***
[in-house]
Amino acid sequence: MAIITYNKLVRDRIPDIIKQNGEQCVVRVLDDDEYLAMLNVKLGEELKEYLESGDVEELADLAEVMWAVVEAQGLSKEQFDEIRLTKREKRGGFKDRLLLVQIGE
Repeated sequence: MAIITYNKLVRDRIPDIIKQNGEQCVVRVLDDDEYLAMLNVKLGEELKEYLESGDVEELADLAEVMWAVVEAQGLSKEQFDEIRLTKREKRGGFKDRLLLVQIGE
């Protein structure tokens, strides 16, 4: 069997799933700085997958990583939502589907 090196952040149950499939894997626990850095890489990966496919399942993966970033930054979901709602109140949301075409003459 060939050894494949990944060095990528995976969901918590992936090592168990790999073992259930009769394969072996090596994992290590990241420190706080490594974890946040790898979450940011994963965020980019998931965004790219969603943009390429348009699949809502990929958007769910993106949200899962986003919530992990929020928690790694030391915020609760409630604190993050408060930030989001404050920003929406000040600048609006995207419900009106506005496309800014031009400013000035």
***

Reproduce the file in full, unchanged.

[in-house]
Amino acid sequence: MAIITYNKLVRDRIPDIIKQNGEQCVVRVLDDDEYLAMLNVKLGEELKEYLESGDVEELADLAEVMWAVVEAQGLSKEQFDEIRLTKREKRGGFKDRLLLVQIGE
Repeated sequence: MAIITYNKLVRDRIPDIIKQNGEQCVVRVLDDDEYLAMLNVKLGEELKEYLESGDVEELADLAEVMWAVVEAQGLSKEQFDEIRLTKREKRGGFKDRLLLVQIGE
């Protein structure tokens, strides 16, 4: 069997799933700085997958990583939502589907 090196952040149950499939894997626990850095890489990966496919399942993966970033930054979901709602109140949301075409003459 060939050894494949990944060095990528995976969901918590992936090592168990790999073992259930009769394969072996090596994992290590990241420190706080490594974890946040790898979450940011994963965020980019998931965004790219969603943009390429348009699949809502990929958007769910993106949200899962986003919530992990929020928690790694030391915020609760409630604190993050408060930030989001404050920003929406000040600048609006995207419900009106506005496309800014031009400013000035």